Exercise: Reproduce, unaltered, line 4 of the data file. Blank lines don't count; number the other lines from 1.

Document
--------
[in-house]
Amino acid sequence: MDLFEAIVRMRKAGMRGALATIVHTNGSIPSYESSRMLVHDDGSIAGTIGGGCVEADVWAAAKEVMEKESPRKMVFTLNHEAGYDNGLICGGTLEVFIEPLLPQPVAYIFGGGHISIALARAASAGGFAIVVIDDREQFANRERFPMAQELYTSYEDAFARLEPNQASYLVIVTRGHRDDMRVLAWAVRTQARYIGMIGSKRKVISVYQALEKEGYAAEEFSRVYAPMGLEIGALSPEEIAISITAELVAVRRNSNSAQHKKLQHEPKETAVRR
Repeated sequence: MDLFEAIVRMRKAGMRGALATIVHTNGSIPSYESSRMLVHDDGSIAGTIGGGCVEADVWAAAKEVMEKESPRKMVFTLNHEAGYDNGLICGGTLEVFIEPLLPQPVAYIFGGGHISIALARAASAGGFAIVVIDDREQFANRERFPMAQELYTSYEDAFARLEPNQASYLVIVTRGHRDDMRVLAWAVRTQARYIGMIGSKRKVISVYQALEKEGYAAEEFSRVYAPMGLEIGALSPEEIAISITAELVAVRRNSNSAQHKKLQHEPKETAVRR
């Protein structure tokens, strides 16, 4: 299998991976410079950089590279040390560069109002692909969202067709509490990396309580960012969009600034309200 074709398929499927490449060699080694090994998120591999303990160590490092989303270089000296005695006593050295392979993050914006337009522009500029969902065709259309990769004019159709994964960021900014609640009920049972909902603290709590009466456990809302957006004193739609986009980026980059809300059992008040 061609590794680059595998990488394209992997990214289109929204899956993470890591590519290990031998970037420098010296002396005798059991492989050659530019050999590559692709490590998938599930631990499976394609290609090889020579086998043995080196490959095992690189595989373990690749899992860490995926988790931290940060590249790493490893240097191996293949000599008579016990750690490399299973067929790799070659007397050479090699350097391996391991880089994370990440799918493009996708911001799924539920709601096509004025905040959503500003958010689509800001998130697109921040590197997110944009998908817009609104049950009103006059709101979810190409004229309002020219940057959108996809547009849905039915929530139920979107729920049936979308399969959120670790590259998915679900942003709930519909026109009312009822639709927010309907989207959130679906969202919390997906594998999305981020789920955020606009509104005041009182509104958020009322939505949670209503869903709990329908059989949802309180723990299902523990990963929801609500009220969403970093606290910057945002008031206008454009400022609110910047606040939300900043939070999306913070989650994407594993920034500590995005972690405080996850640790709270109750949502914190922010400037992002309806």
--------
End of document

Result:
């Protein structure tokens, strides 16, 4: 299998991976410079950089590279040390560069109002692909969202067709509490990396309580960012969009600034309200 074709398929499927490449060699080694090994998120591999303990160590490092989303270089000296005695006593050295392979993050914006337009522009500029969902065709259309990769004019159709994964960021900014609640009920049972909902603290709590009466456990809302957006004193739609986009980026980059809300059992008040 061609590794680059595998990488394209992997990214289109929204899956993470890591590519290990031998970037420098010296002396005798059991492989050659530019050999590559692709490590998938599930631990499976394609290609090889020579086998043995080196490959095992690189595989373990690749899992860490995926988790931290940060590249790493490893240097191996293949000599008579016990750690490399299973067929790799070659007397050479090699350097391996391991880089994370990440799918493009996708911001799924539920709601096509004025905040959503500003958010689509800001998130697109921040590197997110944009998908817009609104049950009103006059709101979810190409004229309002020219940057959108996809547009849905039915929530139920979107729920049936979308399969959120670790590259998915679900942003709930519909026109009312009822639709927010309907989207959130679906969202919390997906594998999305981020789920955020606009509104005041009182509104958020009322939505949670209503869903709990329908059989949802309180723990299902523990990963929801609500009220969403970093606290910057945002008031206008454009400022609110910047606040939300900043939070999306913070989650994407594993920034500590995005972690405080996850640790709270109750949502914190922010400037992002309806």